Disunion is an experimental Oculus Rift game which puts the player through a first-person execution via the infamous Guillotine.
The game was created by Erkki Trummal, André Berlemont, and Morten Brunbjerg in two days as part of the Exile Game Jam in Denmark which ran from May 1st – 5th.
In the video above (mind a few NSFW words), several people get to experience their own simulated execution by Guillotine thanks to Disunion. The reactions seem pretty intense — especially with an unexpected whack on the neck from a ‘friend’.
While I haven’t yet been able to step into the Guillotine myself (I never thought I’d write that sentence!), I have a strong feeling that realistic audio will be key to a visceral reaction. A proper binaural recording could make the experience sound incredibly realistic and frightening.
The Penny Arcade Report’s Ben Kuchera called Disunion “deeply disturbing,” and noted:
I’ve spent the past few weeks inside virtual reality doing things I have never dreamed I’d get a chance to do in real life. I’ve been in space. I’ve driven all sorts of interesting vehicles. I suppose it was only a short amount of time before a team wanted to show us how it would feel to die. You don’t fail at a task before losing your head, being killed is the entire point of the game. This was an interesting experiment, and I’m glad I was given a chance to try it, but it’s nothing I want to go through again.
Perhaps this could become part of a high-school lesson on the famous beheading of Marie Antoinette — I doubt students would soon forget it!
While We’re at It… Some Interesting Guillotine Facts
While a popular myth purports the Joseph-Ignace Guillotin, co-creator of the device, was killed by his own invention, Guillotin was actually opposed to the death penalty and died of natural causes in Paris at the ripe age of 75. An unrelated man bearing his family name, J.M.V. Guillotin, was executed via Guillotine, possibly contributing to the myth.
Though the evidence about life after beheading is inconclusive, a doctor by the name Beaurieux penned an illuminating account of his experimentation with the head of a condemned prisoner on 28 June, 1905:
Here, then, is what I was able to note immediately after the decapitation: the eyelids and lips of the guillotined man worked in irregularly rhythmic contractions for about five or six seconds. This phenomenon has been remarked by all those finding themselves in the same conditions as myself for observing what happens after the severing of the neck …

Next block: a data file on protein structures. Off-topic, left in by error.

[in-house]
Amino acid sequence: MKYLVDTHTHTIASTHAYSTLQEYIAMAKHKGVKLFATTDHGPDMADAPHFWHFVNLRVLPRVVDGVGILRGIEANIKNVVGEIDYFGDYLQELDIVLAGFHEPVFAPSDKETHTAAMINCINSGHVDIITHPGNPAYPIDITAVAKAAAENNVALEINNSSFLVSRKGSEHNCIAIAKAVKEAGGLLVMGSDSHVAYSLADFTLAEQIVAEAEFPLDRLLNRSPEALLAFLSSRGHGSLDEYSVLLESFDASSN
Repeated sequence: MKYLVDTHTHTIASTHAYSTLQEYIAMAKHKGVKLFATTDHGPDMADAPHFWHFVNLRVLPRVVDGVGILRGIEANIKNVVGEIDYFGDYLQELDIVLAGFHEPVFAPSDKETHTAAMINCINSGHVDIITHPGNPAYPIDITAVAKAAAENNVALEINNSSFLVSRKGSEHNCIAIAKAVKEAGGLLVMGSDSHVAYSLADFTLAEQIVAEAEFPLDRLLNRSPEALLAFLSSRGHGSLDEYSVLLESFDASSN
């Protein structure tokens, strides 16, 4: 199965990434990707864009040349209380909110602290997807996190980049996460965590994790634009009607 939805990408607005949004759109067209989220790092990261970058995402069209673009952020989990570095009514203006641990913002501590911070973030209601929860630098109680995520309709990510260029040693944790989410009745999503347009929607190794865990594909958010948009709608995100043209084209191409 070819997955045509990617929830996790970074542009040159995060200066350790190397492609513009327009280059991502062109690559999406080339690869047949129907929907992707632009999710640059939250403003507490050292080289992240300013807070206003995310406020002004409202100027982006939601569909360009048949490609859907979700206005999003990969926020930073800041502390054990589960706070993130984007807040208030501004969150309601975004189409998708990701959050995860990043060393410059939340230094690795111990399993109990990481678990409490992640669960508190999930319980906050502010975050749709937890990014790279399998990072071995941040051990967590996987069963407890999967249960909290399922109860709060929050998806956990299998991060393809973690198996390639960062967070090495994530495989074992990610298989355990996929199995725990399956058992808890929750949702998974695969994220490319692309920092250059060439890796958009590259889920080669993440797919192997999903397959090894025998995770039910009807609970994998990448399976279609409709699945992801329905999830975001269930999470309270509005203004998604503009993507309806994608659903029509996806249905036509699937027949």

I waited for several seconds. The spasmodic movements ceased. […] It was then that I called in a strong, sharp voice: “Languille!” I saw the eyelids slowly lift up, without any spasmodic contractions – I insist advisedly on this peculiarity – but with an even movement, quite distinct and normal, such as happens in everyday life, with people awakened or torn from their thoughts.
Next Languille’s eyes very definitely fixed themselves on mine and the pupils focused themselves. I was not, then, dealing with the sort of vague dull look without any expression, that can be observed any day in dying people to whom one speaks: I was dealing with undeniably living eyes which were looking at me. After several seconds, the eyelids closed again […].
It was at that point that I called out again and, once more, without any spasm, slowly, the eyelids lifted and undeniably living eyes fixed themselves on mine with perhaps even more penetration than the first time. Then there was a further closing of the eyelids, but now less complete. I attempted the effect of a third call; there was no further movement – and the eyes took on the glazed look which they have in the dead.
Other Names for the Guillotine:
- The Regretful Climb
- The National Razor
- The Fanlight
- The Widow
- The Silent Mill
- Madame La Guillotine
- The Machine
- The Cutter
- The Patriotic Shortener
- The Half-Moon
- Wooden Justice
- Charlot’s Rocking-chair
- The Goncourt Prize for Murderers